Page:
Two new exhibitions on show at the University of St Andrews offer a rare glimpse into graduation at Scotland’s oldest university as well as behind-the-scenes artworks.
“May they always flourish”, celebrates graduation at the St Andrews, tracing its history and development. On show at MUSA (Museum of the University of St Andrews) until September, the exhibition explores the ceremonial tradition at St Andrews by bringing together objects, paintings, costume and archival material associated with the event from the last six centuries.
Visitors will have the opportunity to learn about some of the University’s unique traditions and find out what happens during the graduation ceremony. They can discover University buildings where graduation ceremonies have taken place, from the early beginnings to the present day. The exhibition also examines the development and design of the University’s distinctive form of academic dress.
The exhibition showcases objects from the University’s collections including the three renowned medieval maces commissioned in the 15th century and still used at ceremonies today. Until the end of January, the University’s three modern maces will also be displayed, the first time that these have been exhibited in MUSA. Other fascinating items include the birretum (cap) used for centuries in the formal ‘capping’ ceremony.
Claire Robinson, Collections and Exhibitions Curator in the Museum Collections Unit at the University of St Andrews, said: “This exciting exhibition shares with our visitors the story of graduation at Scotland’s oldest university. It begins in 1413, when the first student graduated from St Andrews, and continues into 2014 and beyond. The title of the exhibition is an English translation of a Latin phrase from the official University song, Gaudeamus Igitur, which is sung at graduation ceremonies.”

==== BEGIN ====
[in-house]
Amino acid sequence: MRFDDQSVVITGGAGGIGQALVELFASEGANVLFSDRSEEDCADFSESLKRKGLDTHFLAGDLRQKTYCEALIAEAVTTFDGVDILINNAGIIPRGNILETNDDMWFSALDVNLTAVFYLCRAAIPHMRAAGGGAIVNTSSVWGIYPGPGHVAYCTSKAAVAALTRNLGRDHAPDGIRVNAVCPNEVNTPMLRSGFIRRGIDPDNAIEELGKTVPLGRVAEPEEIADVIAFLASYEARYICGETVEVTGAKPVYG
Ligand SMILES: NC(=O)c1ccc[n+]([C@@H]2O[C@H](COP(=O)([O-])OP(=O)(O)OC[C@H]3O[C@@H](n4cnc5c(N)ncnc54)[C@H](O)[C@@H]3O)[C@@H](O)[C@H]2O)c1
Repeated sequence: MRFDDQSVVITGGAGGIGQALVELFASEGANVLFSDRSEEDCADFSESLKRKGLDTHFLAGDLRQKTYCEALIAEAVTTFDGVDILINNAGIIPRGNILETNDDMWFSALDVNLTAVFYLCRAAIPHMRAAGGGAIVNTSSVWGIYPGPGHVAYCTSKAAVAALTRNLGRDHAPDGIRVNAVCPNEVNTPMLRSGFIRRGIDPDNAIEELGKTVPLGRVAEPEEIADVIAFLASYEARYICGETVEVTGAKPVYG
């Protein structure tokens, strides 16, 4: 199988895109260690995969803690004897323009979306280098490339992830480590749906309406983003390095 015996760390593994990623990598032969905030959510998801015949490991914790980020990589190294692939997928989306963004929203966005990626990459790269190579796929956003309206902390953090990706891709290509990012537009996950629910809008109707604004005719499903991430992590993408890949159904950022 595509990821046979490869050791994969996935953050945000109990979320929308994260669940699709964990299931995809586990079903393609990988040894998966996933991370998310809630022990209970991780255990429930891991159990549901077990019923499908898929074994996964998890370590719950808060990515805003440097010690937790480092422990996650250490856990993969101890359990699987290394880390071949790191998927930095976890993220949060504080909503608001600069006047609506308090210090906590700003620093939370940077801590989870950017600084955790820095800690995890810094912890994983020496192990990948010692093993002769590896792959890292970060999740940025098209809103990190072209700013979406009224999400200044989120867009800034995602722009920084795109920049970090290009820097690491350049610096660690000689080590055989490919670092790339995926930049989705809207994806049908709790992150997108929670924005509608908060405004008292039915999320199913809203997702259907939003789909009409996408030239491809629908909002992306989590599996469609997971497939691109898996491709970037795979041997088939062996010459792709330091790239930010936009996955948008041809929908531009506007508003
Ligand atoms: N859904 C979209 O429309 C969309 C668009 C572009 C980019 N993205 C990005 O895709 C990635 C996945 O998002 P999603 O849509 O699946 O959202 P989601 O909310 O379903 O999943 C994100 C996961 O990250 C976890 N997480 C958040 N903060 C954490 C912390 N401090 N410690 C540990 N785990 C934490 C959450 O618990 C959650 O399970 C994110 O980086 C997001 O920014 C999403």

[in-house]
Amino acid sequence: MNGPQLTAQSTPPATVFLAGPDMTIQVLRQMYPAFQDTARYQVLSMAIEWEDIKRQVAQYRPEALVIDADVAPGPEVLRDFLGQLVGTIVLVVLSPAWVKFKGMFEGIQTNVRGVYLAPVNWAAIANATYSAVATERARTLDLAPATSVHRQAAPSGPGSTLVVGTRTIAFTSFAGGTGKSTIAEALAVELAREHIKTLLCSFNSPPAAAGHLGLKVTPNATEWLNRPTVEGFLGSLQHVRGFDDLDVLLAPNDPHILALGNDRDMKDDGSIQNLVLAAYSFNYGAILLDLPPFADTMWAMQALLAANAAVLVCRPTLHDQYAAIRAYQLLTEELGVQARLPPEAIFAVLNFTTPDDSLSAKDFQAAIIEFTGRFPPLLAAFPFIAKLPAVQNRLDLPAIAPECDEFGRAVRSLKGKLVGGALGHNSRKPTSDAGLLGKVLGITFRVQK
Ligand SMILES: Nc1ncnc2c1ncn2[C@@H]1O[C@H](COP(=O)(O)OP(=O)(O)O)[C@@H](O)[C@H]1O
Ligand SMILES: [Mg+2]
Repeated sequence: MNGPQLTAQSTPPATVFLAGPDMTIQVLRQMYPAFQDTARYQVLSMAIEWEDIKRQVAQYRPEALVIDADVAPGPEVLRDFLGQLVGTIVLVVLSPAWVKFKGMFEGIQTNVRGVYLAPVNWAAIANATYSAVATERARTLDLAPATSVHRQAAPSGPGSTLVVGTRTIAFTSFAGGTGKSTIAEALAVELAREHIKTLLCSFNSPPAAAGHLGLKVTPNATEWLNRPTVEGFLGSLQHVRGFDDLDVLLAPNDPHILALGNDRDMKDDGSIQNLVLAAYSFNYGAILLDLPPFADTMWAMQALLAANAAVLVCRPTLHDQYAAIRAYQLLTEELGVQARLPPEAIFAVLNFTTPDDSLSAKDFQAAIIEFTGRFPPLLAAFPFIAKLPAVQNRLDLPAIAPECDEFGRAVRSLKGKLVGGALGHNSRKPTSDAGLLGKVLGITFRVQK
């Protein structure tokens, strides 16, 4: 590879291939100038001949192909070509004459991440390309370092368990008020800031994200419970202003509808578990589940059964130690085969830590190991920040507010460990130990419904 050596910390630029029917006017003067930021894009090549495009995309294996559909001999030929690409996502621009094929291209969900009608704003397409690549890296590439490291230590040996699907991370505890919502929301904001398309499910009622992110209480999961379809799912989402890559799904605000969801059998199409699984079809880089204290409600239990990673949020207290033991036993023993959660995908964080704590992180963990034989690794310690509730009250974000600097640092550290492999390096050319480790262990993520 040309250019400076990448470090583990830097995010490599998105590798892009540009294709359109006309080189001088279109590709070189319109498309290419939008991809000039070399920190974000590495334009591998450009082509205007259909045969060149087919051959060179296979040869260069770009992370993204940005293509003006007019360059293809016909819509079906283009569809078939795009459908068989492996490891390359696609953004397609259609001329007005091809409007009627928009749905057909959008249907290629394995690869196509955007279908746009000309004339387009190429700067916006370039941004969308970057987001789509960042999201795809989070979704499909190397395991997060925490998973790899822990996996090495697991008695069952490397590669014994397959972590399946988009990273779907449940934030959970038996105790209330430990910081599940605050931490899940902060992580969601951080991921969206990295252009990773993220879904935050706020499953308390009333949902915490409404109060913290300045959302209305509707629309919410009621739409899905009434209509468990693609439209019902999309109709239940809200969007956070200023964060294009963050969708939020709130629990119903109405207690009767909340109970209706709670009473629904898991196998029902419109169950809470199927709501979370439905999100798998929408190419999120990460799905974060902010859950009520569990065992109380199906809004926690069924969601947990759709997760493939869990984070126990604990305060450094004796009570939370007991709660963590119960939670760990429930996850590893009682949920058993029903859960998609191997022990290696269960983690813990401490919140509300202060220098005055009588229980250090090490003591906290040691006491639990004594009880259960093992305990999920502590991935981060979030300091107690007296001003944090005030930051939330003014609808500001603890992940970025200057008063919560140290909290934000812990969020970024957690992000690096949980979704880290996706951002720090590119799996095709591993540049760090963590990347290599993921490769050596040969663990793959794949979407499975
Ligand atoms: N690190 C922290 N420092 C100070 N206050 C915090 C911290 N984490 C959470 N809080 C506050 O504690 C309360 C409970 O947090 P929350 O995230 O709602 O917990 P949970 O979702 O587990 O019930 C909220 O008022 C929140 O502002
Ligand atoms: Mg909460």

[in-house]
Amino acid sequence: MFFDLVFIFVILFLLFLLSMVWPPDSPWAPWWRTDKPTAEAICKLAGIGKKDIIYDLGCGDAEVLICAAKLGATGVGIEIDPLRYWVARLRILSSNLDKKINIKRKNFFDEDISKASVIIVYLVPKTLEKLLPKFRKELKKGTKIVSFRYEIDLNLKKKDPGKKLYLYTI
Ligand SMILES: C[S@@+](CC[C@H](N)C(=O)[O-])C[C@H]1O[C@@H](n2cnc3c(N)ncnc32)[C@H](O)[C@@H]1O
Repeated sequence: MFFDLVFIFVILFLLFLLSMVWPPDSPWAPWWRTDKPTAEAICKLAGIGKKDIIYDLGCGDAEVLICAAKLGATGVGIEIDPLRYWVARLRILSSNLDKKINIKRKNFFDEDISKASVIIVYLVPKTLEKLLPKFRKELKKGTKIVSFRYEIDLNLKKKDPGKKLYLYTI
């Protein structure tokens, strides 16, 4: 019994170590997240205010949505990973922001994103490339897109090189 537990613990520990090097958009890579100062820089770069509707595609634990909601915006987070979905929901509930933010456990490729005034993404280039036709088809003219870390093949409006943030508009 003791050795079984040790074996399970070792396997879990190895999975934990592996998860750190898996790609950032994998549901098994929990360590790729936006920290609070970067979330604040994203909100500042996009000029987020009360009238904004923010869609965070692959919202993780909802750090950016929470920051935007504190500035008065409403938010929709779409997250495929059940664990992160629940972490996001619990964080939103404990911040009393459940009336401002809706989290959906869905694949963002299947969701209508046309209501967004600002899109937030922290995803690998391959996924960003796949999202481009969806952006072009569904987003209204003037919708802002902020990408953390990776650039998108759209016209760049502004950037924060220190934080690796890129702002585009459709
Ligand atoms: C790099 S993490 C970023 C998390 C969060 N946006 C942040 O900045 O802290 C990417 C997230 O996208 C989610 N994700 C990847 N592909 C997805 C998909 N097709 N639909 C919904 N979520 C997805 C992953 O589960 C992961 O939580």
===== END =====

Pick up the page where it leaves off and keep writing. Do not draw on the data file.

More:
Accompanying the exhibition will be a series of events, including a walking tour with Head Janitor, John Jardine, who will provide a fascinating insight into his other official role as ‘Bedellus’ (chief mace bearer) in one of the University’s most ancient and important ceremonies.
Adults will have the opportunity to get creative at workshops inspired by costume and portraits in the exhibition. Families can take part in a treasure trail with a twist and discover secret destinations around the town. As part of this event, they will have the chance to don a gown and “graduate”. Drop-in craft activities will also take place at the Art Cart in MUSA.
Meanwhile, “A Scottish Palette” (18 January – 1 March), will showcase enormous diversity and talent from a selection of Scotland’s leading contemporary artists. The exhibition will allow visitors the opportunity to see some of the University’s collected artworks not normally on public display. Featuring the artworks of eight Royal Scottish Academicians, including well-known artists Elizabeth Blackadder, John Byrne, local artist Will Maclean, Alexander Moffat, Bill Scott, Frances Walker, Adrian Wiszniewski and George Wyllie, the exhibition has been developed along with the Royal Scottish Academy (RSA). On show at the Gateway Galleries, the exhibition opening this weekend displays work held by the University of St Andrews with the corresponding diploma works by the same artists from the RSA collection.